Enhancing your Web Browsing Experience with Machine Learned Models (part II)
In the first part of this series, we saw how to insert machine-learned model predictions into a webpage on-the-fly using a content script browser extension which grabs the relevant pieces of the webpage and feeds them into a BigML actionable model. At the conclusion of that post, I noted that actionable models were very straightforward to use, but their static nature would lead to lots of effort in maintaining the browser extension if the underlying model were constantly updated with new data. In this post, we’ll see how to use BigML’s powerful API to both keep your models up to date, and write a browser extension that stays current with your latest models.
Staying up to date
In keeping with our previous post, we will be working on a model to predict the repayment status of loans on the microfinance site Kiva. In the last post, we used a model that was trained nearly one year ago on a snapshot of the Kiva database. Hundreds of new loans become available every day, which means this model is starting to look a bit long in the tooth. We’ll start off by learning a fresh model from the latest Kiva database snapshot, and in doing so, we’ll get to use some of the new features we’ve added to BigML over the last year, such as objective weighting and text analysis. However, the Kiva database snapshot is several gigabytes of JSON-encoded data, much of which won’t be relevant to our model, so we really don’t want to relearn from a new snapshot several months down the line when our hot new model becomes stale. Fortunately, we can avoid this situation using multi-datasets. Periodically, say once a month, we’ll grab the newest loan data from Kiva and build a BigML dataset. With multi-datasets, we can take our monthly dataset, our original snapshot dataset, and all the previous monthly datasets, concatenate them together and learn a model from the whole thing. With the BigML API, this all happens behind the scenes, and all we need to do is supply a list of the individual datasets. We can do all of this with a little Python script. Here is the main loop:
Every dataset created by this script will have “kiva-data” as its name, so we can use the BigML API to list the available datasets and filter by that name. If none show up, then we know we need to create a base dataset from a Kiva snapshot; otherwise, we’ll use the Kiva API to create an incremental update dataset. In either case, we then proceed to create a new model using multi-datasets. All we need to do is pass a list of our desired dataset resource IDs. We assign the name “kiva-model” to the model so that it can be easily found by our browser extension. We employ a few other minor tricks in our script, such as avoiding throttling in the Kiva API. You can check out the whole thing at this handy git repo.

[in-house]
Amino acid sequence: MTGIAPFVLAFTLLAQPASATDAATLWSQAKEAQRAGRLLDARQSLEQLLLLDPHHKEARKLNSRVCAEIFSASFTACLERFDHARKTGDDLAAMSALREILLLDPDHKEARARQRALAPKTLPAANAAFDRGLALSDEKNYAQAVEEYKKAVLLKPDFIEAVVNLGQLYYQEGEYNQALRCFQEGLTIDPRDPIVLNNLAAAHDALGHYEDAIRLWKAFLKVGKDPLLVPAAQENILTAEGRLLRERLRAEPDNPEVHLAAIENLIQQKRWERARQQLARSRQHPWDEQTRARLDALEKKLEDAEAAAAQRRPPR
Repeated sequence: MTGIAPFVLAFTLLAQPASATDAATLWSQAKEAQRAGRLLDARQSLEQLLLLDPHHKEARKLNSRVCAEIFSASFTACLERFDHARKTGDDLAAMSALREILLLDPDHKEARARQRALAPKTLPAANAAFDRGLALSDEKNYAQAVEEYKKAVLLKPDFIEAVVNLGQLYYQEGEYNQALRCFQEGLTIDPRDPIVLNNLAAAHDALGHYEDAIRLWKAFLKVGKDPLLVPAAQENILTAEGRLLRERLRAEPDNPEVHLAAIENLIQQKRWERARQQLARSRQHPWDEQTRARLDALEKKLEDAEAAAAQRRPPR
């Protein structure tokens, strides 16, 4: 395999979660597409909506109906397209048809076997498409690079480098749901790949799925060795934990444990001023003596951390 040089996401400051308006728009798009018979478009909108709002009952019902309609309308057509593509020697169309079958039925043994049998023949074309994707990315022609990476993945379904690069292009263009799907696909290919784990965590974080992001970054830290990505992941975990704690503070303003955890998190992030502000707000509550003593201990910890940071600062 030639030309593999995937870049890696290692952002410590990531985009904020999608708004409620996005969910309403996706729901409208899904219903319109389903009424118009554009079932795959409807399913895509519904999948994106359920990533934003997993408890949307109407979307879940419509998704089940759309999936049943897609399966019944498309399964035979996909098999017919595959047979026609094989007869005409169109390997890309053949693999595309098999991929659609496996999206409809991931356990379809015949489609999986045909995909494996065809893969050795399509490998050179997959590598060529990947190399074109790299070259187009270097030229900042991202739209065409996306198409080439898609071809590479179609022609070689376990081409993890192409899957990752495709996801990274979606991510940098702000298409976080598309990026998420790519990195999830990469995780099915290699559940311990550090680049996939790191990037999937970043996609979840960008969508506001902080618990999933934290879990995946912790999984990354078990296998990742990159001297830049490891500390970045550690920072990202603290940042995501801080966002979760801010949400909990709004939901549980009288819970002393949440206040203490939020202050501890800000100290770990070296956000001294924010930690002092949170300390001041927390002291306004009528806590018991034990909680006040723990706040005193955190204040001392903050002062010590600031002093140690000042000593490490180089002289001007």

API-powered browser extension
Our first browser extension was a content script that fired whenever we navigated to a Kiva loan page. It would grab the loan information, feed it to the model, and then use jQuery to insert a status indicator into the webpage’s DOM tree. Our new extension won’t be very different with regards to loan data scraping and DOM manipulation; the main difference will be how the model predictions are generated. Whereas our first extension featured an actionable model, i.e. a series of nested if-else statements, our new extension will perform predictions with a live BigML model, using the REST-ful API. To interface with the model, our extension now needs to know about our BigML credentials. In order to store the BigML credentials, we create a simple configuration page for the extension, consisting of two input boxes and a Save button.
Whenever we save a new set of credentials, we want to lookup the most recent Kiva loans model found in that BigML account. However, this isn’t the only context in which we want to fetch models. For instance, it would be a good idea to get the latest model every time the web browser is started up. We’ll implement our model fetching procedure inside an event page, so it can be accessed from any part of the extension.
At the bottom of event page, we see that it listens to the browser startup event, and any messages with the greeting “fetchmodel” to fire the model fetching procedure. We also see that it listens for the
onInstalled to open up the configuration page for the first time. With this extra infrastructure in place, we are ready to make our modifications to the content script. Here is the script in its entirety:
Compared to the previous version of the extension, the bulk of the differences lie in the
predictStatus function. Rather than evaluating a hard-coded nested if-then-else structure, the loan data is POSTed to the BigML prediction URL with AJAX, and most of the DOM manipulation has been refactored to occur in the AJAX callback function. One perk we get from using a live model is that we get a confidence value along with our prediction of the loan status. We’ve used that to add a nice little meter alongside our status indicator icon.
Better browsing through big data
You can grab the source code for this Chrome browser extension here, where it is also available as a Greasemonkey user script for Firefox. We hope that this post, and its prequel, have been able to show the relative ease with which BigML models can be incorporated into content scripts and browser extensions. Beyond this kiva.org example, there are a myriad of potential applications on the internet where machine learned models can be used to provide a richer and more informed web browsing experience. It’s now up to you to use what you’ve learned here to go out and realize those applications!